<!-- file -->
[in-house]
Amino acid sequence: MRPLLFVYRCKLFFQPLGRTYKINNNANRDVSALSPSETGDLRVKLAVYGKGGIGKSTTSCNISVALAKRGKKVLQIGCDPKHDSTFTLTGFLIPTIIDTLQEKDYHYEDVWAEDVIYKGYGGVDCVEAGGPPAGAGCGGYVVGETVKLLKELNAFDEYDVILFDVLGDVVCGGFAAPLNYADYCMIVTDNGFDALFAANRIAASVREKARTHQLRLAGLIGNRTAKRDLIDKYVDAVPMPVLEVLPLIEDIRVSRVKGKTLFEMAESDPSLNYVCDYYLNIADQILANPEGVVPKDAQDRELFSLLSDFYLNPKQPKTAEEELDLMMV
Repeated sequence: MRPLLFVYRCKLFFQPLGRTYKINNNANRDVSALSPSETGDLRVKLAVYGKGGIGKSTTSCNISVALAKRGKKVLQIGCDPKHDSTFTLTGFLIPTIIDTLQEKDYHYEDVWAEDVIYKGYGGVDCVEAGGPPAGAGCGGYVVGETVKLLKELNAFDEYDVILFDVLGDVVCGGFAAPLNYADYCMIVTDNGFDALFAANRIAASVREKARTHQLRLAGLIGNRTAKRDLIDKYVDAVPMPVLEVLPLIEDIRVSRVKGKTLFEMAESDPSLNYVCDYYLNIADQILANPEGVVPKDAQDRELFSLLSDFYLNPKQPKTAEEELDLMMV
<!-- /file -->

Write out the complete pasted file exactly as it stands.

[in-house]
Amino acid sequence: MRPLLFVYRCKLFFQPLGRTYKINNNANRDVSALSPSETGDLRVKLAVYGKGGIGKSTTSCNISVALAKRGKKVLQIGCDPKHDSTFTLTGFLIPTIIDTLQEKDYHYEDVWAEDVIYKGYGGVDCVEAGGPPAGAGCGGYVVGETVKLLKELNAFDEYDVILFDVLGDVVCGGFAAPLNYADYCMIVTDNGFDALFAANRIAASVREKARTHQLRLAGLIGNRTAKRDLIDKYVDAVPMPVLEVLPLIEDIRVSRVKGKTLFEMAESDPSLNYVCDYYLNIADQILANPEGVVPKDAQDRELFSLLSDFYLNPKQPKTAEEELDLMMV
Repeated sequence: MRPLLFVYRCKLFFQPLGRTYKINNNANRDVSALSPSETGDLRVKLAVYGKGGIGKSTTSCNISVALAKRGKKVLQIGCDPKHDSTFTLTGFLIPTIIDTLQEKDYHYEDVWAEDVIYKGYGGVDCVEAGGPPAGAGCGGYVVGETVKLLKELNAFDEYDVILFDVLGDVVCGGFAAPLNYADYCMIVTDNGFDALFAANRIAASVREKARTHQLRLAGLIGNRTAKRDLIDKYVDAVPMPVLEVLPLIEDIRVSRVKGKTLFEMAESDPSLNYVCDYYLNIADQILANPEGVVPKDAQDRELFSLLSDFYLNPKQPKTAEEELDLMMV